Monday, June 22, 2009

Food nostalgia...

Feeling oddly nostalgic for childhood foods as of late ...

In related news, strawberry fluff? Wrong in so many ways...

Thursday, June 18, 2009

What he did talk about…

What Mr. Sudjic did talk about about was the line between art and design. The very thin line.

He referenced product designers who painstakingly detailed every curve and button of say – a microwave oven, or calculator, only to have technological advancements turn these products into junk. Of course once they become junk, aka useless, aka, no longer serving their functional requirement – heating food; they can often then, and only then, become art. The example he gave was MOMA, which waited for a particular helicopter to cease production, before hanging it as art.

Kinda like how now a Commodore 64 can be considered art. Or how a few years ago Atari T-shirts were chic.

What occurred to me at the event was that our modern gadgets are like candy. They give a burst of joy, then quickly turn meaningless. Like how a super sour Japanese candy turns into regular sweet boring candy after just 30 seconds.

And for the first time in my life I thought about buying a watch. The watch buyer is consciously looking forward in time. They are buying an object they plan to keep. Some may value this watch to such a degree, that if they were ever captured by the Viet Cong, they would hide it up their ass and give it to Christopher Walken to pass on to their son.

But really, for the longest time, people bought a watch knowing that there will be advancements in watch technology, but not to point of having to replace the watch – unlike our gadgets in which we are pretty much forced (with consent) into upgrading and replacing.

Zocalo – the language of things.

Went to a Zocalo at the Getty last evening. The only thing better than visiting the Getty in the evening is visiting the Getty in the evening with free parking!

(Note: in an age of taxation, let’s not overlook the power of free parking.)

The lecture was with author, Deyan Sudjic, titled "Why Do We Lust For Objects?", based on his book.

I was actually pretty excited for this lecture because I was hoping to answer a question I’ve been thinking about for some time, namely – why do we lust for things?

Not exactly phrased like that of course, but I’ve always wonder when shiny objects became items of desire. Medievail stories are filled with lust for treasures and the Crown's jewels, and we can even trace currency back to Some Point in History, B.C.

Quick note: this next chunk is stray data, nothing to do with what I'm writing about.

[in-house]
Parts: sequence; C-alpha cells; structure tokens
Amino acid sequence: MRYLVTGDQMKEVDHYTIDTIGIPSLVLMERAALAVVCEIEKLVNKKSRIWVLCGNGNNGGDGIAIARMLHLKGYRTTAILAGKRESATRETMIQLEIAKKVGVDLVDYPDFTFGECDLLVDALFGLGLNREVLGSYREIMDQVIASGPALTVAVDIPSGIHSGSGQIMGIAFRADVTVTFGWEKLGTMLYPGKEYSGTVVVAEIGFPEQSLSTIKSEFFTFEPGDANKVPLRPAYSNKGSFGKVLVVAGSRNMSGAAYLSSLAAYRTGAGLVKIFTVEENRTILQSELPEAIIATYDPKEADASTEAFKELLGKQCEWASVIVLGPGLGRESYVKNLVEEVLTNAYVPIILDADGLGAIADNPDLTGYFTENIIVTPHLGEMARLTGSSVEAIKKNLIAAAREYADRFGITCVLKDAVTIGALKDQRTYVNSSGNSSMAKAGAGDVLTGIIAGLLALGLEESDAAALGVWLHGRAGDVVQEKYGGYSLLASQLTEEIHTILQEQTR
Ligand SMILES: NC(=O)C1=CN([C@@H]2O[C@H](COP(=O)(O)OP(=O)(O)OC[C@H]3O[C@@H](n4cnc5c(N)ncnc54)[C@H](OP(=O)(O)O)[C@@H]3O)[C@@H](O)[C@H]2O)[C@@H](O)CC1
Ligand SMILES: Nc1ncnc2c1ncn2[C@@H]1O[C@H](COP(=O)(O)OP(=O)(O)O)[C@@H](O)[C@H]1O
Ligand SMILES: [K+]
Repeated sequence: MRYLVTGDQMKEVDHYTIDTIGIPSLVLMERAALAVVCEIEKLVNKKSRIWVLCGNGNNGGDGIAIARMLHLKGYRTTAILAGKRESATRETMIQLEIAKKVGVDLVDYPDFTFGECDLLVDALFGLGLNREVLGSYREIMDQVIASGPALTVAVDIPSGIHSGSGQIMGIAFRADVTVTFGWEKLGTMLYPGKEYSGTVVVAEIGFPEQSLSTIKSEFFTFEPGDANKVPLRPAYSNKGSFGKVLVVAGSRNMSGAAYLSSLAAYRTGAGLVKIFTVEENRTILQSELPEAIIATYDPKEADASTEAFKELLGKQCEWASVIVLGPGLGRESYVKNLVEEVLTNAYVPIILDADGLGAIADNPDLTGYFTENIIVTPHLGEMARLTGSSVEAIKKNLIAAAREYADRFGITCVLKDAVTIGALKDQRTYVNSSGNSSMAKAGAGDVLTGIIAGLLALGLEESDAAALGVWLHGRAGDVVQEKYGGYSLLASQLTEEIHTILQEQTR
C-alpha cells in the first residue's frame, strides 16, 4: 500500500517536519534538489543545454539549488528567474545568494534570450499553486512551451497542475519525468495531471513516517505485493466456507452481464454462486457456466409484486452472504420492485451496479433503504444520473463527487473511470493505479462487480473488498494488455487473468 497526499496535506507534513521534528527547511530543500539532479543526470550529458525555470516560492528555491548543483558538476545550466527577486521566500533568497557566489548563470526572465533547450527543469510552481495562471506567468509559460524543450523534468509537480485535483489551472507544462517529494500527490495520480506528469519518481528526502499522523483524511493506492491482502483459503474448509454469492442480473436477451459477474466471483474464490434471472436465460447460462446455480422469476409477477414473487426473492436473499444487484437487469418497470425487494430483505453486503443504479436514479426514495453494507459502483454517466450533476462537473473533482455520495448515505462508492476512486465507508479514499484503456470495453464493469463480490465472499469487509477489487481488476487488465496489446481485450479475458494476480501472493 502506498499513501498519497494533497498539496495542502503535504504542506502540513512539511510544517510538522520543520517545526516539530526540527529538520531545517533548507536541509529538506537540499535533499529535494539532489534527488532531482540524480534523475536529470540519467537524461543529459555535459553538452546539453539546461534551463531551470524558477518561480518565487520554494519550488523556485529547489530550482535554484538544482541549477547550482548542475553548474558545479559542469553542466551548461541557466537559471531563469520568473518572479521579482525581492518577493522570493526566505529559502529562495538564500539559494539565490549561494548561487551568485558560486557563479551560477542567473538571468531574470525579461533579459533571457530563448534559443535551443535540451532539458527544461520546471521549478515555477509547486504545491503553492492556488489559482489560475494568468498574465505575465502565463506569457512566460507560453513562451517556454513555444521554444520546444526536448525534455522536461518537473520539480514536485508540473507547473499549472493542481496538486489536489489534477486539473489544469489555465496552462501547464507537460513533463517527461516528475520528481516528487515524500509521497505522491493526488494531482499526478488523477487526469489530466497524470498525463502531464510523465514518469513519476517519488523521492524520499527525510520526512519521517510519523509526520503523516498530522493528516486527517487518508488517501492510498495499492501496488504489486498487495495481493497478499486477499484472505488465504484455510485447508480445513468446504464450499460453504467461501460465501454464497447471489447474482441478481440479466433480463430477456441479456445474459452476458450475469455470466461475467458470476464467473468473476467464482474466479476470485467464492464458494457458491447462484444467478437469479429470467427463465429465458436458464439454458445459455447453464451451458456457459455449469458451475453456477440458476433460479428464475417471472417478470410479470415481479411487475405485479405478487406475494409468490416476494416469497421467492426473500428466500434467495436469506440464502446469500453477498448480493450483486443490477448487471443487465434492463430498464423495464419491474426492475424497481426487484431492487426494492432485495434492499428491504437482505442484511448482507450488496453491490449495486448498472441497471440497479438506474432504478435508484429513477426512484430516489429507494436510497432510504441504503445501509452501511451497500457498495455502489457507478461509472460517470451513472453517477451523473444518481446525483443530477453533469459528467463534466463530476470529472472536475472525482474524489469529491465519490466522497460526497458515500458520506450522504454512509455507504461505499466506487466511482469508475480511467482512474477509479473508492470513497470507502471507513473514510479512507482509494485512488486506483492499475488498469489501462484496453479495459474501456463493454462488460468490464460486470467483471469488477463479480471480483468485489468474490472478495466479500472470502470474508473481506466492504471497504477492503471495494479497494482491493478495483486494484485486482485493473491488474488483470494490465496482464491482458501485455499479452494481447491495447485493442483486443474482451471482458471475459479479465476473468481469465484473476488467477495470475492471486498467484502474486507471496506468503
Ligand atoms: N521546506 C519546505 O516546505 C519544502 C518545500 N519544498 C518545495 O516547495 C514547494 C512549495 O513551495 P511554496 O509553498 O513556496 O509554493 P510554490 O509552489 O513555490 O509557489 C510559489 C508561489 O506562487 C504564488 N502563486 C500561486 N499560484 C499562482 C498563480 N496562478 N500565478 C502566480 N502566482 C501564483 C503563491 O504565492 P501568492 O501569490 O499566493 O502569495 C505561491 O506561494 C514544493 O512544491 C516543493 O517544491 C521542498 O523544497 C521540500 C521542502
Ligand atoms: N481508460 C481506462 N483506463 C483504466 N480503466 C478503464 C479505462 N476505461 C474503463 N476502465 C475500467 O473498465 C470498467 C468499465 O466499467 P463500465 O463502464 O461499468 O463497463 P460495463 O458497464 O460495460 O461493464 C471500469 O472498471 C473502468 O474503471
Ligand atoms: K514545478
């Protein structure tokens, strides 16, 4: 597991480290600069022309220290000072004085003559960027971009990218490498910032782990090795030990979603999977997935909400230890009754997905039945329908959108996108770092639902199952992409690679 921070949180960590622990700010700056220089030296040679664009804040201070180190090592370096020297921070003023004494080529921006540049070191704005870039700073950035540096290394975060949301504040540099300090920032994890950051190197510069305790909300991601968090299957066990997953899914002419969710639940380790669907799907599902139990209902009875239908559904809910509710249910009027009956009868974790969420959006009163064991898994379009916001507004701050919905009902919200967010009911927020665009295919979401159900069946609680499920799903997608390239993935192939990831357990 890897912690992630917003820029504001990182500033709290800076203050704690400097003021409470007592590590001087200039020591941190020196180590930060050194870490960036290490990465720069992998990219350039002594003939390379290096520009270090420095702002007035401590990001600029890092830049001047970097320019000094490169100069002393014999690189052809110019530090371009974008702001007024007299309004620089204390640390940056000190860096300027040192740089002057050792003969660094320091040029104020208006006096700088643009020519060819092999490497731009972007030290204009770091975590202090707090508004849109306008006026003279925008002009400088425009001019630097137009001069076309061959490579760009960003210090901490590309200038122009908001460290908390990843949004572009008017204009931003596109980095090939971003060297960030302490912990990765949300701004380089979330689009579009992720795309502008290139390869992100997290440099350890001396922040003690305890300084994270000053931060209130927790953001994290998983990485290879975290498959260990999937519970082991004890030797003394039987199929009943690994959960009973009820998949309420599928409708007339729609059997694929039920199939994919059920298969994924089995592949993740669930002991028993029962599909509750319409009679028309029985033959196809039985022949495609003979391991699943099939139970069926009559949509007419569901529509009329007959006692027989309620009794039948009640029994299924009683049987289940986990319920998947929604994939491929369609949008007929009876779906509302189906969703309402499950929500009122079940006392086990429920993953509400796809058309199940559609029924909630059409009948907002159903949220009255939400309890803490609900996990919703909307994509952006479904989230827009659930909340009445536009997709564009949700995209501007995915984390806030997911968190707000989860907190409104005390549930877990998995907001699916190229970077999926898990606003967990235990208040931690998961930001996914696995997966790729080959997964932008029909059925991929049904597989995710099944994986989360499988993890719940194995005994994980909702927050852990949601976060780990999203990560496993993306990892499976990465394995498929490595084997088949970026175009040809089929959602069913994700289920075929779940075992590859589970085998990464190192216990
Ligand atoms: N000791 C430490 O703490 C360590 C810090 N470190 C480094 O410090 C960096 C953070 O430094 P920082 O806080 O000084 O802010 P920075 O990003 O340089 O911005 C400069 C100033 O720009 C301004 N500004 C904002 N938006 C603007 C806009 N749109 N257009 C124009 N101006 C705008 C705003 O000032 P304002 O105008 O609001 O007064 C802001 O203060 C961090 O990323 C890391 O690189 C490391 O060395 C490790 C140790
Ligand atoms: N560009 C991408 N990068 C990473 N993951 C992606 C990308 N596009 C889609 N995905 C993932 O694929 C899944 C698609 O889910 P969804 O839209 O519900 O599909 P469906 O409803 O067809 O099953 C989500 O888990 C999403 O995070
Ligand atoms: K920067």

For this, we know there was a transaction, say for 10 sheep.

Buyer: 10 sheep, please.

Seller: OK, that will be 25 sacks of those shiny things people in caves are always gabbering about.

Buyer: Ahhh, yeah, about those sacks.

Seller: Wha- what’s wrong?

Buyer: They’re heavy, man. It’s actually 27 sacks, as I gotta give 2 sacks away to the hunchbacks to help me carry them!

Seller: What can I say? Life sucks, man. Wheel ain’t invented yet.

Buyer: How about I give 25 sacks to the old Jew, and he gives me a parchment, and I give that to you? And you can get them whenever is convenient.

Seller: Are you havin' a laugh…?

Or something like that. So we know how currency started. But when did the lust for the shiny objects begin?

If only the evening titled as such at the Getty addressed it. Don't get me wrong, great time, but the question still remains...

Monday, June 15, 2009

The Optimizers (part I)

Professor Cockrum pointed to our laptops and said, “these things… they’re making your brains go soft.”

Tough love from a man worth countless millions, who donates his teaching salary back to the school. “All this optimization you’ve been taught, for what...?” he went on, “don’t get lost in the numbers!” That was his mantra - don't get lost in the numbers. This at a school that prides itself on “the numbers,” aka stressing math in the business curriculum. Not more than six months ago all this would have sounded provocative.